17-Year-Old Dink Pate Just Became the Youngest Professional Basketball Player in US History

Dink Pate celebrated his birthday last month and yesterday joined the NBA's G League Ignite

A detailed view of the G League Ignite ball held by MarJon Beauchamp during the 2022 NBA Draft at Barclays Center on June 23, 2022 in New York City.
Prospective child exploitation looks way cooler with branding like that of the NBA's G League Ignite
Photo by Arturo Holmes / Getty Images

Five and a half weeks ago, on March 10, Dink Pate, a 6-foot-8, 194-pound shooting guard from Dallas, Texas, celebrated his 17th birthday. Yesterday, he signed a two-year contract with the NBA’s G League Ignite and became the youngest professional basketball player in the history of the United States.

“The whole idea of why I started playing basketball was to be a pro,” said Pate, a five-star recruit, per ESPN. “G League Ignite brings me one step closer to my dream. It’s all about the development of my game…I’m going to keep working to the best of my ability to prove that I can play in the NBA.”

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Dink Pate is not eligible for the NBA Draft until 2025. He’ll graduate high school on June 2, a year early already after completing both his junior- and senior-year coursework. He enrolled in extra online courses to achieve the feat. “It was a lot of work,” he said, but there’s plenty more to come. Getting school out of the way was only a means of freeing up time to focus on basketball.

Ignite is a developmental team based in Henderson, Nevada, which is about a half-hour southeast of Las Vegas. The team is part of the NBA’s G League and plays additional exhibition games against international opponents. According to the NBA, the squad is made up of “elite players who are eligible for the NBA Draft as well as NBA and NBA G League veterans who serve as mentors to the team’s young talent.”

Pate joined Ignite instead of a top college basketball program. According to 247Sports, he received offers from the likes of Kansas, Indiana, Georgetown, Texas and dozens more schools. He said he was most likely to attend either Alabama or Arkansas if the Ignite opportunity did not present itself.

“Instead,” wrote ESPN, “Pate will continue his education by enrolling in online classes this summer at Arizona State through a program created and funded by the G League that allows players to work toward a college degree for up to 10 years after they retire, something his mother, an educator, insisted on.”

Dink Pate played last season at L.G. Pinkston High in Dallas, according to The Athletic. There, he averaged 20.3 points per game, on his way toward drawing comparisons to star backcourters like the Oklahoma City Thunder’s Shai Gilgeous-Alexander, NBA Hall of Famer Tracy McGrady, and former NBA All-Star Penny Hardaway, whom Pate counts among his favorite players of all time, even though he was born when Hardaway’s career was coming to a close. He’s turned to YouTube highlights for enjoyment of Hardaway’s talent.

The G League program is a pathway toward the NBA set up by the league and recently enhanced in direct response to highly touted high schoolers jumping to professional leagues overseas for immediate paychecks. Otherwise, they would have had to attend college for at least a year, before turning 19 years old and becoming eligible for the NBA Draft. That arrangement has led to a number of talented ballers going “one-and-done,” awkwardly abandoning their NCAA teams after a single season.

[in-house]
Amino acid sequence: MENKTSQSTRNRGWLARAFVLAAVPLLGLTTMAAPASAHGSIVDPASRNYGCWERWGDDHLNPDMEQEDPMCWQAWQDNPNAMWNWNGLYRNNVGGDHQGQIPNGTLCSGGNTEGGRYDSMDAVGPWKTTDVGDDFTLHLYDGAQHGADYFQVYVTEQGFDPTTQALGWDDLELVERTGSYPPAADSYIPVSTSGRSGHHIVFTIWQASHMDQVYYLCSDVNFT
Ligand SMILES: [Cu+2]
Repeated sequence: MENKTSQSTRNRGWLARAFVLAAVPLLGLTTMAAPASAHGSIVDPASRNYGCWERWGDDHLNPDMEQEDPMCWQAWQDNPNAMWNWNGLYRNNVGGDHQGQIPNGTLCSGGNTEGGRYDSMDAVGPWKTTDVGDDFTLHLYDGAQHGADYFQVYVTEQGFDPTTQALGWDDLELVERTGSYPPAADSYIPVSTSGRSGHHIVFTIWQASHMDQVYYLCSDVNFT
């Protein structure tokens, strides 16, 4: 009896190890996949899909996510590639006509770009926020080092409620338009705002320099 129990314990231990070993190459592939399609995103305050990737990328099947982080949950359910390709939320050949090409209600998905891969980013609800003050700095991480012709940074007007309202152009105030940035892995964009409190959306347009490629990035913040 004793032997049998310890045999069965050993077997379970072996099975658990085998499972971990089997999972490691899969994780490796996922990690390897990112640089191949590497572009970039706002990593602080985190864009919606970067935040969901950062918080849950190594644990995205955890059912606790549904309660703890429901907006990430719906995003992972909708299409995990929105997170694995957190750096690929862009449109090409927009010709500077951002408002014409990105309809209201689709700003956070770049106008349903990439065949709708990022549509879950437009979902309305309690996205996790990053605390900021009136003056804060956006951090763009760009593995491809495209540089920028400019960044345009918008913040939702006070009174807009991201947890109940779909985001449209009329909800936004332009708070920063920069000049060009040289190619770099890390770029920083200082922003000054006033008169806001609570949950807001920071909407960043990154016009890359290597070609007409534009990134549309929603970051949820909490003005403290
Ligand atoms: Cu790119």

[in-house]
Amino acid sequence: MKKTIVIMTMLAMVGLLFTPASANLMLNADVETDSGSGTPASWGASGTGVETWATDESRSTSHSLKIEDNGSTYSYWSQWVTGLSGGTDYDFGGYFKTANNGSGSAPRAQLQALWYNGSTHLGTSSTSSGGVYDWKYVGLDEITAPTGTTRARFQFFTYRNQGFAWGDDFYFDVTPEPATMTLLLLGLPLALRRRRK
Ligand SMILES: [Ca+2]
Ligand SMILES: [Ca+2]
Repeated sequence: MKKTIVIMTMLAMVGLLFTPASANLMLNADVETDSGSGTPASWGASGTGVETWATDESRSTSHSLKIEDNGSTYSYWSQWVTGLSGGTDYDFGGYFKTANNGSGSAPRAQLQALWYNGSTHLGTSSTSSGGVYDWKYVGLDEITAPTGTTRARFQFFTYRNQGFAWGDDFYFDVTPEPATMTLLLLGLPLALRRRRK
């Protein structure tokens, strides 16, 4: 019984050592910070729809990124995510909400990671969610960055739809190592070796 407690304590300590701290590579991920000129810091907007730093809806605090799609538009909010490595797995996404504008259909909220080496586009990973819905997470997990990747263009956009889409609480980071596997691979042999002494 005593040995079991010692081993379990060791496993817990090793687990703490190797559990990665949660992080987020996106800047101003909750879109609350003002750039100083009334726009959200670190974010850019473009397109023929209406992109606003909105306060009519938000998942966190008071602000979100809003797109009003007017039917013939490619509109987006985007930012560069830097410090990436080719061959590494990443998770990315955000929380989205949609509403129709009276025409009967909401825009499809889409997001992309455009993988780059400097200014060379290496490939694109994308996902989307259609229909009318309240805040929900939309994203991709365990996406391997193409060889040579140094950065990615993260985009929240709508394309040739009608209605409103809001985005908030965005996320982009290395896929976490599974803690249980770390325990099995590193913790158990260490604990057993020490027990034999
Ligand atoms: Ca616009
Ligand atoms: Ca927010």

“While some college basketball fans and coaches appreciated the chance to see top stars at least for a year, others rued the transitory nature of the players’ stays on campus,” wrote The New York Times in a 2018 article about the G League’s new financial offerings to high school grads. “The NBA justified the [19-year] age limit by saying it was concerned that recent high school graduates were not ready for the rigors of the NBA and life as adults.” The league reportedly also hoped the rule would keep exploitation-minded adults, like agents and sneaker-company recruits, away from impressionable teens. “David Stern, the commissioner until 2014, wanted an age limit of 20 but compromised with the players’ union to make it 19,” wrote The Times.

So, G League Ignite is basically in place to subvert the NBA’s own age rule about draft eligibility. And with players like Dink Pate a part of it, now there are guys of minor status — at least a full year younger than the famous busts who jumped directly from high school to the NBA — who can be called “professionals.”

But don’t label this “exploitation.” The NBA’s got that covered, saying Ignite “focuses on high-level competition and accelerated on-court development for players who are beginning their professional careers [while providing] life skills training that includes financial literacy education, community service involvement and scholarship opportunities.” Yes, there’s an argument to be made that a person should not be denied a right to earn a living when fully capable. In other words, if they’re good enough to be pros, they should be. However, there’s something about the financial motivations of the NBA and the disruption of its own policies that makes all this a bit hard to digest.

Where does it end? Perhaps, in a way, with Pate. It’ll be tough for anyone younger than him to ever graduate high school and become eligible for G League Ignite. Pate’s long-term success and that of others who’ve recently entered the program prior to him will set a kind of barometer in the coming years. Hopefully, at the very least they become secure and well-adjusted adults, productive in a professional area that brings them the most personal satisfaction possible — something a number of “prep-to-pro” players have, unfortunately, struggled to become.

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